The word "bodhisattva" is associated with these states. The above phrases have been taught [in the scriptures]. The interpretation through later [commentaries] means that "their intention to benefit and gladden sentient beings" is elucidated through sixteen descriptions of bodhisattva practice, which are (1) their continuous practice, (2) their unmistaken practice, (3) their personally initiated practice, (4) their indestructible practice, (5) their disinterested practice, which interprets the three phrases about their not currying favor, not being attached to or repulsed from attractive or unattractive sentient beings, and continually practicing in later lives,  their practice of speaking in accord with circumstances, which interprets the two phrases about speaking and smiling,  their impartial practice in regard to sentient beings, whether suffering, happy, or neither,  their practice of not denigrating others,  their practice of not backsliding,  their practice of skillful means of enticement,  their practice of destroying what must be countered, which interprets the two phrases about their own and others' faults,  their practice of uninterrupted deliberation,  their practice of cultivating excellence, which interprets the seven phrases about true meditation and intense practice of the six perfections and the four enticements that are done respectfully,  their practice of perfected skillful means, which interprets the six phrases about service to good teachers, hearing true doctrine, dwelling in forest places, avoiding perverse thoughts, true reflection, which covers two phrases, and associating with good friends, which is expressed in two phrases,  their practice of perfection, which interprets the three phrases about maintaining the immeasurable with purity of mind, the practice of august powers, and the realization of good qualities, and  their practice of establishing others, which covers four phrases about convening assemblies, proclaiming and teaching doctrine without hesitancy, gathering together offerings according to the doctrine, and the undefiled mind.
Through these commentarial explanations we have interpreted the previous passages. Here is a verse:
When one takes up the previous phrases,
They are analyzed as a sequence of good qualities.
When one takes up the previous passages,
Each is analyzed in light of its intention.
(T143-152) Bodhisattvas are characterized by the following factors: they have the high intention of doing good to all sentient beings, they introduce sentient beings to knowledge of everything, they know themselves perfectly, they have overcome all pride, their high intention is unswerving, they have a natural, unforced friendly love for all, the same awareness towards those friendly or inimical to them, and an infinite love (prema) for all beings, they express themselves in apt words and with a smiling face, their compassion has no limits, they are unfatigued by the burdens they have undertaken, their mental powers are indefatigable, they are insatiable to hear the dharma, they see their own faults and point out without anger the faults of others, they have the enlightenment-awareness constantly with them, they give without the notion of a reward, their ethical conduct does not depend on the condition of life they are in, their forbearance holds for everyone, their energy gathers all the roots of the beneficial, they practise meditations up to the imageless sphere without impediment, they are endowed with a wisdom which includes skill in means, their means are conformable to the four means of attracting others to the dharma respectfully, they live apart from the world and disdain its frivolities, they are not attracted to the Hinayana, they see the advantages of the Mahayana, they leave off bad friends and cultivate good friends, they perform all meditational practices, they do not abandon sentient beings in the good or bad destinies, their language is precise, they esteem the truth.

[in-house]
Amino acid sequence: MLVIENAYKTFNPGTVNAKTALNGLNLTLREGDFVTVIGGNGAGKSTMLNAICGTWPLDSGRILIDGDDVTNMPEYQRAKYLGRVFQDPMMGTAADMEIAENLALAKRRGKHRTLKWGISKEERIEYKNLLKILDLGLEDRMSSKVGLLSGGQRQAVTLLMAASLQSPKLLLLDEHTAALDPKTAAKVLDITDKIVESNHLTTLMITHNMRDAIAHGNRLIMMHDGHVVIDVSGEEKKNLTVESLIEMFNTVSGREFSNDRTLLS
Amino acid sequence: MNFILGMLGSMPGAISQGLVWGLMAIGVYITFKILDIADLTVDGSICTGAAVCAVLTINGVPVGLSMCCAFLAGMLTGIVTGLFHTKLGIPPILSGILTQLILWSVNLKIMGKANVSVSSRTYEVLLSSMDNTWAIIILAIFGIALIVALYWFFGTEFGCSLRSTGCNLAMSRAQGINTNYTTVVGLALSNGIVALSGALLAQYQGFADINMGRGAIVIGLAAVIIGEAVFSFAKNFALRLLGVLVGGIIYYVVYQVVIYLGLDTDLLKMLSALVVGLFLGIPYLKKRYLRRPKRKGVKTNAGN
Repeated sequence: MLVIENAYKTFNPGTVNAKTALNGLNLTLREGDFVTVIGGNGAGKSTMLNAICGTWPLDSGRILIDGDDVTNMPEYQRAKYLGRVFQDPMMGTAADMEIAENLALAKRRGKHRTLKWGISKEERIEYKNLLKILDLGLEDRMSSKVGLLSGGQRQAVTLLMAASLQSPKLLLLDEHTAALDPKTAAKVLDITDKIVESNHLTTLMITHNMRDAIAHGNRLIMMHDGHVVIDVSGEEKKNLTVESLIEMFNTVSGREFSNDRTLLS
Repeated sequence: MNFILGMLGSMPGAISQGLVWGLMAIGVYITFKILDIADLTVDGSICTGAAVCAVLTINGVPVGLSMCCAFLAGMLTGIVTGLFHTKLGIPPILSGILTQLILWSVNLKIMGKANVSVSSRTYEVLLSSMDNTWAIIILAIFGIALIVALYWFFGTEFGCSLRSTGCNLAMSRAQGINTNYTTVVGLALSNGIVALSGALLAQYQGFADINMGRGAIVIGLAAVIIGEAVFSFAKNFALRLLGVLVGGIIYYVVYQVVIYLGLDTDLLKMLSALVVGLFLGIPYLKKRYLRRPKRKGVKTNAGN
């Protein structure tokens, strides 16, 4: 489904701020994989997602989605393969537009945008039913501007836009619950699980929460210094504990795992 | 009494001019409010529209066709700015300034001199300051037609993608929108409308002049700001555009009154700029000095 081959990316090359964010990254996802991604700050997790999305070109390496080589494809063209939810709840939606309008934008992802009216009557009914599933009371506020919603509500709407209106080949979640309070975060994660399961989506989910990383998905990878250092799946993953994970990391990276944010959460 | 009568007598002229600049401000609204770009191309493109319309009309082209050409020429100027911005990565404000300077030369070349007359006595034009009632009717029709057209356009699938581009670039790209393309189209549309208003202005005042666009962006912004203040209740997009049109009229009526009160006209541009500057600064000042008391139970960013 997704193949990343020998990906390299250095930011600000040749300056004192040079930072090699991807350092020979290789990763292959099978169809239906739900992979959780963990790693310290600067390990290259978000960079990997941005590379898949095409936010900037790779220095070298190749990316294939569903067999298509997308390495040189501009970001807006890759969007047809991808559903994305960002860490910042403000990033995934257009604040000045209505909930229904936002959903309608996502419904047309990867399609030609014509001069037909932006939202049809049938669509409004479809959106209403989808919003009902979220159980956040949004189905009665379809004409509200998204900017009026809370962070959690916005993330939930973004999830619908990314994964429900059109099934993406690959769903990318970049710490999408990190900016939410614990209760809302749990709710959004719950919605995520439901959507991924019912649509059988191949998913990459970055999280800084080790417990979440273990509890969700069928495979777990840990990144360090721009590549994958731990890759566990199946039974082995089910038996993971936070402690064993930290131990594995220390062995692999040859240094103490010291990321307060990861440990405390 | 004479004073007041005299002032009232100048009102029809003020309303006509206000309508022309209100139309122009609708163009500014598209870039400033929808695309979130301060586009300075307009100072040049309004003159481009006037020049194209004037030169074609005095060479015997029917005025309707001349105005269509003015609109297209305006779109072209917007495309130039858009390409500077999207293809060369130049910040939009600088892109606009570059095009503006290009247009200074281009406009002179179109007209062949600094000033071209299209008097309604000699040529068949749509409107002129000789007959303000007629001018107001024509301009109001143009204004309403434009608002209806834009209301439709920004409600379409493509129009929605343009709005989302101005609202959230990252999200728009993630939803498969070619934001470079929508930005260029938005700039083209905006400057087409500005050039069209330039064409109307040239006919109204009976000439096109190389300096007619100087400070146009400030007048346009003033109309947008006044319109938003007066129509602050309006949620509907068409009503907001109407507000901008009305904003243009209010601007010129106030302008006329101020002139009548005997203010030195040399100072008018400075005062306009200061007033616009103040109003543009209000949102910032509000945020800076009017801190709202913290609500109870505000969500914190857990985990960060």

The Bodhisattvas' high intention of doing good to all sentient beings is comprised by sixteen acts: (1) acts of successive noninterrupted effort; (2) acts free from perversions, (3) acts undertaken even without another's asking them, (4) imperturbable acts, (5) acts without interest in reward, (6) bodily and verbal acts conforming to the high intentions, (7) acts equally efficacious for the unhappy, happy, and those who are neither, (8) courageous acts, (9) acts which can't be turned back, (10) acts conformable to skillful means, (11) acts putting aside that which is to be put aside, (12) acts with the reflection on the enlightenment awareness always present, (13) acts in conformity with the six perfections and the four means of attracting others to the dharma; (4) acts of effort towards fufillment in supporting good people, hearing the dharma, living apart from the world, abandoning bad discriminations, and acts of high quality in mental attention, (5) fulfilled acts in purity of infinite practices, getting special powers, and high quality in understanding, (16) acts proceeding to the highest, i.e., qualities helping attract people to the dharma, advice and teaching given without hesitation, uniting material interest with the dharma, and awarenesses without defilement.